On Monday Mr. T had the day off unexpectedly. In addition to my usual laundry and other Monday tasks, I was able to take some time to work on Christmas preparations with him. In the morning we looked for some specific items at Walmart and Dollar Tree. One thing I was particularly looking for was some plastic holiday placemats. The only placemats I have that work with my Christmas tablecloths are green fabric ones I sewed a few years back. But I don't have enough of those to wash them every time there's a spill. Since it's much easier to just wipe down plastic ones after a meal, I was looking for plastic placemats in either red, green or gold. I didn't find any -- the only ones I found were fabric. But what I did find, in the clearance aisle at Walmart, was some red/white checked vinyl placemats for only 30¢ each! They look super with my Christmas tablecloths and other decorations too. I bought ten!
After we got back and had lunch, Mr. T put up the Christmas tree. We have an older, but very high-quality artificial tree given us a few years back by friends who were downsizing. It looks almost real... and it even sheds its needles! This will probably be its last year, and we'll look for a new one on clearance after Christmas. We have always had real trees, many from our own land, but the past couple years have used this artificial one. We like it because it doesn't need watering and can be safely left up as long as we like. Later, we headed out again. Mr. T had an errand to do in a nearby town, so I decided to go along and we could check out a favorite bookstore in a quaint shopping center for some Christmas gifts. Sadly, they had only one of the books I was looking for (I found the rest online later) but it was worth the trip. When we came out of the bookstore, snow was drifting down on the charming brick paths and it was just like a Christmas card come to life. It was a different Monday, but a pleasantly productive one for our Christmas preparations. It really put us in the Christmas spirit!
Wow, I just can't believe I haven't posted here since Thanksgiving. I've done a bit better about posting at my Christmas blog, but I sure have been among the missing here.
I had ambitious plans to post here every day of December with a Christmas recipe, decorating idea, etc. Guess I am a few days behind schedule!
What has kept me so busy? Nothing out of the ordinary, just the busyness that goes with being part of the "sandwich generation". Cooking, cleaning, shopping, keeping track of medications, etc. for elderly parents. Trying to find time with grandchildren and to stay in touch with faraway loved ones. Then there's Sunday School lesson preparation, making angel wings for Christmas costumes, trying to keep a reasonably clean house and a reasonably well-fed family, baking Christmas goodies, making and shopping for gifts, trying to decorate the house and wrap gifts... I know that many of you are in similar situations.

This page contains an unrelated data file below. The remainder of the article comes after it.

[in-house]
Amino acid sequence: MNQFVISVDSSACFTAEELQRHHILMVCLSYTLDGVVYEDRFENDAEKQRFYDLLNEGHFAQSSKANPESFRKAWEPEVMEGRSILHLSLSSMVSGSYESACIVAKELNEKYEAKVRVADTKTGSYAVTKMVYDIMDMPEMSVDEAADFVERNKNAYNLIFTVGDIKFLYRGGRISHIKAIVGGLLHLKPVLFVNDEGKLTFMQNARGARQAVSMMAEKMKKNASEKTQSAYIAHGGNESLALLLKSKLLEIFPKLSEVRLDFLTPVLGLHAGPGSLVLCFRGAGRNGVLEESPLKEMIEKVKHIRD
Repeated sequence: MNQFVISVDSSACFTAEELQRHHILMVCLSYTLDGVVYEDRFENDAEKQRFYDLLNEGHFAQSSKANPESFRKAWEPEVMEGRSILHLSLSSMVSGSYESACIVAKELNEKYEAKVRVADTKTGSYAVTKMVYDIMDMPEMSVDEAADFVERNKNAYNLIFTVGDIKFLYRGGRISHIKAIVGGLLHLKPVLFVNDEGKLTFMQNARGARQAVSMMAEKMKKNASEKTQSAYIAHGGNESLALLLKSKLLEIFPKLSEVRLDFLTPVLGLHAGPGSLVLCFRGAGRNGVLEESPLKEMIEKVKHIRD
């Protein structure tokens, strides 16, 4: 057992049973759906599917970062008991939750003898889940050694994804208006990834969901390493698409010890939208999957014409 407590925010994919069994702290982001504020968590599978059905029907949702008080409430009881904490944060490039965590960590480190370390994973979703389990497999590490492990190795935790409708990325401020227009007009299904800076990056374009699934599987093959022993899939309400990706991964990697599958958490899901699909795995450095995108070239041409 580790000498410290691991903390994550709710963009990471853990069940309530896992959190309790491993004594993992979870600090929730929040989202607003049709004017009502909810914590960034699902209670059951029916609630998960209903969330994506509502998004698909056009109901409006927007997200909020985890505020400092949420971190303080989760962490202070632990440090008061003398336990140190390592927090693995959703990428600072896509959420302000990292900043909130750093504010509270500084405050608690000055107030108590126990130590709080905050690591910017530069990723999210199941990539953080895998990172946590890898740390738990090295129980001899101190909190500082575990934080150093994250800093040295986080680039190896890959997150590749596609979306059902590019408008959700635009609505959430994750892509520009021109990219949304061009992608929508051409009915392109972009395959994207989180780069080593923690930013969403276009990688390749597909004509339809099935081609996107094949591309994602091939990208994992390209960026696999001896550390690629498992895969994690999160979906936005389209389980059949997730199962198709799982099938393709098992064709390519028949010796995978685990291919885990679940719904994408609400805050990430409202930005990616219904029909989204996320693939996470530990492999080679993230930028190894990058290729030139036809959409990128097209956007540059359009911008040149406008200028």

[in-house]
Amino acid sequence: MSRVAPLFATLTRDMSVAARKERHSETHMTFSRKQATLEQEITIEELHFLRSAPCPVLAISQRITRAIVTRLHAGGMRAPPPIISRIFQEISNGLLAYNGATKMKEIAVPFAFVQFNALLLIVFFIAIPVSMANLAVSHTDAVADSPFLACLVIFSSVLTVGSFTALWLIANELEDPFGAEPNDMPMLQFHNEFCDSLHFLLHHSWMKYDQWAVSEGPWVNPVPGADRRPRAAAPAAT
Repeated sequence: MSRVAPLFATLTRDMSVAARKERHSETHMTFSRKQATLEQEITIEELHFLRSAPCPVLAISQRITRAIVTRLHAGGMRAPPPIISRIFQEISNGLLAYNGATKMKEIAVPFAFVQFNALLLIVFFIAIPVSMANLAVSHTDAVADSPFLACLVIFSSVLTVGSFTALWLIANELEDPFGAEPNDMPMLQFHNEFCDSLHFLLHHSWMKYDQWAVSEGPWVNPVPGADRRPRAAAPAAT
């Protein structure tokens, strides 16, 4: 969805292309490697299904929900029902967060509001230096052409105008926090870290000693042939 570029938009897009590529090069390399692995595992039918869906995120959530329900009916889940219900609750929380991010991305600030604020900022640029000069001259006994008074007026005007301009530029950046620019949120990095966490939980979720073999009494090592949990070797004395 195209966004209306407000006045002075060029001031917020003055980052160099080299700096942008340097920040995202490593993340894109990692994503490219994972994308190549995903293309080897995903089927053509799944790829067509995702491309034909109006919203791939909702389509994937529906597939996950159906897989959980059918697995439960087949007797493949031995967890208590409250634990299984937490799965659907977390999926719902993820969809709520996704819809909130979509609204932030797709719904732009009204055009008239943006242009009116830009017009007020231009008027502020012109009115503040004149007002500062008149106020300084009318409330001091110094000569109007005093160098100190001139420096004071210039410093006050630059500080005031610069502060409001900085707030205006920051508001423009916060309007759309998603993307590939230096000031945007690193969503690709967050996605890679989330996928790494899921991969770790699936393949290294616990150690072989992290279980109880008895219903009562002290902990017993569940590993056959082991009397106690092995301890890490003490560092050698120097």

I have lots to post about, so I'm going to try and do much better about blogging in the remaining days of December! In the meantime, may each of us keep our focus on the real, true meaning of this blessed season.
Roast Turkey Stuffing Mashed Potatoes, Gravy Sweet Potato Casserole Pearl Onions (brought by guests) Fruit & Nut Tossed Salad Cranberry Sauce Crumb-Topped Apple Pie Pumpkin Pie Key Lime Pie (brought by guests)
I suppose most of you already have your menu set and know exactly what recipes you'll be using. But just in case, I will share some of my tried-and-true recipes here. For the turkey, I have tried a number of roasting methods. But the foolproof, best way I have found is to buy a turkey-sized oven bag and follow the chart and directions for roast turkey. Moist and wonderful every time. I roast it unstuffed.
For the stuffing, I buy a bag of Pepperidge Farm herb-seasoned stuffing and follow the directions on the bag, sauteing plenty of chopped celery and onion in the butter before adding it. Usually, I cook the stuffing in a crockpot on low, adding a little chicken broth if necessary from time to time to keep it moist. One can bake the stuffing in the oven, of course, but I like the crockpot better. And the oven is usually pretty full of other things, anyway. For mashed potatoes, these are the best: